NPR logo Papal Etiquette: What to Do If You Meet the Pontiff

Papal Etiquette: What to Do If You Meet the Pontiff

The Pope's Route in D.C.: The public is invited to line up along these two mapped routes Wednesday to see Pope Benedict XVI ride in his popemobile through the streets of Washington, D.C. hide caption

toggle caption

The Pope's Route in D.C.: The public is invited to line up along these two mapped routes Wednesday to see Pope Benedict XVI ride in his popemobile through the streets of Washington, D.C.

If you get a chance to meet Pope Benedict XVI during his visit to the U.S., how should you act? NPR asked Monsignor K. Bartholomew Smith.

Smith knew Pope Benedict XVI back when he was Cardinal Joseph Ratzinger and has met the pontiff a few times since Benedict ascended to the papacy three years ago.

The pastor of St. Bernadette Catholic Church in Silver Spring, Md., formerly served at the Vatican as secretary to Cardinal William Baum. Here's his advice on proper papal protocol:

How should I dress?

If you are invited to an audience with the pope or will be attending an event where he'll be present, this is a time to put on your best, says Smith. For men, that means a jacket and tie and polished shoes. For women, a nice dress or suit works best — preferably one that covers the arms and has a hemline below the knees.

But Smith says if you're going to one of the stadium Masses or gathering along the popemobile route, leave your high heels at home and feel free to wear your favorite baseball cap. Casual dress is just fine.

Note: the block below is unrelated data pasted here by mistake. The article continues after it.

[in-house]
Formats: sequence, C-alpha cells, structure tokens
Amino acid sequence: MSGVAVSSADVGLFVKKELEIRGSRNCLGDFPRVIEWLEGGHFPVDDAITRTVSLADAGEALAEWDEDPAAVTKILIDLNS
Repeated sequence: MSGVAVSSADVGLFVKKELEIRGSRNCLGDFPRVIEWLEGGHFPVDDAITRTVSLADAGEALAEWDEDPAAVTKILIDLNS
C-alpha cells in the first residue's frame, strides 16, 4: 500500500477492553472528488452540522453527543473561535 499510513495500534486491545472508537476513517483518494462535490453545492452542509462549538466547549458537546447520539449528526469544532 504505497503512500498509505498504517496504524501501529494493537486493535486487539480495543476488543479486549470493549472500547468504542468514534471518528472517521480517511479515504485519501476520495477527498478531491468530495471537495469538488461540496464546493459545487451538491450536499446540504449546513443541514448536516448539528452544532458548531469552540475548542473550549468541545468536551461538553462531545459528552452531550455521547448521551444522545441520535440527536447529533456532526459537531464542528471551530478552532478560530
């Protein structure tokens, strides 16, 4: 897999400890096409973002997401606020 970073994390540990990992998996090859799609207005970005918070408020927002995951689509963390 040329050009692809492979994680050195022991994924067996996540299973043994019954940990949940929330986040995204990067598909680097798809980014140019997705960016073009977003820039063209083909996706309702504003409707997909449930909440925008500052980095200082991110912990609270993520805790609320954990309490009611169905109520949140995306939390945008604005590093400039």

What do I do when the pope enters?

Stand and applaud, the monsignor says. He says applause for the pope often varies according to the type and place of the event. In a small room, people often clap quietly, as if they were at a golf tournament. But in a big venue, such as a stadium, the crowd frequently greets the pope with loud cheers and a thunderous ovation. You're welcome to join in.

What if the pope approaches me?

Don't just stand there — genuflect. That means bend at the knee, for you non-Catholics.

Do I kiss the ring?

Yes, if you are Catholic and the pope offers his hand. If you're not Catholic, you can opt to shake his hand. That's what President Bush did on Tuesday when he met the pope at Andrews Air Force Base outside of Washington, D.C. The ring is a mark of the papacy and, according to Smith, kissing it is a sign of respect and affection.

What do I call the pope?

Address him as "Your Holiness" or "Holy Father."

What should I say to him?

Introduce yourself and tell him something about you. Decide in advance what you're going to say, but let him lead the conversation. Keep your answers short and direct. And speak clearly. Smith says sometimes people are so nervous, they whisper. Make sure the pope can hear you.

What happens at the end of the event?

When the pope gets up to leave, you should also stand up. Wait for him to leave the room before turning your attention to anything else.

Smith says Pope Benedict is a warm and humble man, who tries to make people comfortable in his presence. "You've got to be very careful if you introduce yourself to him," says Smith, "because he's very likely to remember."

We no longer support commenting on NPR.org stories, but you can find us every day on Facebook, Twitter, email, and many other platforms. Learn more or contact us.